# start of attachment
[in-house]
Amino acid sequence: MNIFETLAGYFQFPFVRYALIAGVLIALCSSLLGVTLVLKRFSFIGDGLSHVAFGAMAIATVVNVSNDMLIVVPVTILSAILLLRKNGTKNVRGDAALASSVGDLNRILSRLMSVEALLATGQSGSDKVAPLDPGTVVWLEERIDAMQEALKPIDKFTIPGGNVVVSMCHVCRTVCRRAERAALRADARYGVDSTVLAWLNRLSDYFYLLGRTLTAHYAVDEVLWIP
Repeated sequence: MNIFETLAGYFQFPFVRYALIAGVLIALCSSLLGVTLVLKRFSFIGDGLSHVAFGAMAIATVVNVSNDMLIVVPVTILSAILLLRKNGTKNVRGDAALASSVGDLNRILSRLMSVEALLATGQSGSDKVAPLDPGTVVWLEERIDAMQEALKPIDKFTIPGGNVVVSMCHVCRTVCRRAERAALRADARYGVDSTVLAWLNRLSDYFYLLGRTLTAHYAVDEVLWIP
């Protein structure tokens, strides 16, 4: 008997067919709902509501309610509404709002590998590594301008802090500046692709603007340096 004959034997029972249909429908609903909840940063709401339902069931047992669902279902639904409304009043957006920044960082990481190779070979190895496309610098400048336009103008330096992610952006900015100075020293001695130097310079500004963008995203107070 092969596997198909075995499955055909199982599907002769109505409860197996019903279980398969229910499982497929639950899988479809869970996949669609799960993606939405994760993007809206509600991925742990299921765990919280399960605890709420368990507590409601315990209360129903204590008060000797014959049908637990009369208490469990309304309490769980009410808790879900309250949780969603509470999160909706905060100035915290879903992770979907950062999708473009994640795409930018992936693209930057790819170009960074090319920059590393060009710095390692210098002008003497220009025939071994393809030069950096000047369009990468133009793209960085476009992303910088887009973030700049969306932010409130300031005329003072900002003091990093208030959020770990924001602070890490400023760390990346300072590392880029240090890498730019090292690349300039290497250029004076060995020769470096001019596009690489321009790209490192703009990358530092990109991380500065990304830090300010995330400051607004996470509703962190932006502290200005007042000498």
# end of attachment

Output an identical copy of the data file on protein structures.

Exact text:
[in-house]
Amino acid sequence: MNIFETLAGYFQFPFVRYALIAGVLIALCSSLLGVTLVLKRFSFIGDGLSHVAFGAMAIATVVNVSNDMLIVVPVTILSAILLLRKNGTKNVRGDAALASSVGDLNRILSRLMSVEALLATGQSGSDKVAPLDPGTVVWLEERIDAMQEALKPIDKFTIPGGNVVVSMCHVCRTVCRRAERAALRADARYGVDSTVLAWLNRLSDYFYLLGRTLTAHYAVDEVLWIP
Repeated sequence: MNIFETLAGYFQFPFVRYALIAGVLIALCSSLLGVTLVLKRFSFIGDGLSHVAFGAMAIATVVNVSNDMLIVVPVTILSAILLLRKNGTKNVRGDAALASSVGDLNRILSRLMSVEALLATGQSGSDKVAPLDPGTVVWLEERIDAMQEALKPIDKFTIPGGNVVVSMCHVCRTVCRRAERAALRADARYGVDSTVLAWLNRLSDYFYLLGRTLTAHYAVDEVLWIP
């Protein structure tokens, strides 16, 4: 008997067919709902509501309610509404709002590998590594301008802090500046692709603007340096 004959034997029972249909429908609903909840940063709401339902069931047992669902279902639904409304009043957006920044960082990481190779070979190895496309610098400048336009103008330096992610952006900015100075020293001695130097310079500004963008995203107070 092969596997198909075995499955055909199982599907002769109505409860197996019903279980398969229910499982497929639950899988479809869970996949669609799960993606939405994760993007809206509600991925742990299921765990919280399960605890709420368990507590409601315990209360129903204590008060000797014959049908637990009369208490469990309304309490769980009410808790879900309250949780969603509470999160909706905060100035915290879903992770979907950062999708473009994640795409930018992936693209930057790819170009960074090319920059590393060009710095390692210098002008003497220009025939071994393809030069950096000047369009990468133009793209960085476009992303910088887009973030700049969306932010409130300031005329003072900002003091990093208030959020770990924001602070890490400023760390990346300072590392880029240090890498730019090292690349300039290497250029004076060995020769470096001019596009690489321009790209490192703009990358530092990109991380500065990304830090300010995330400051607004996470509703962190932006502290200005007042000498």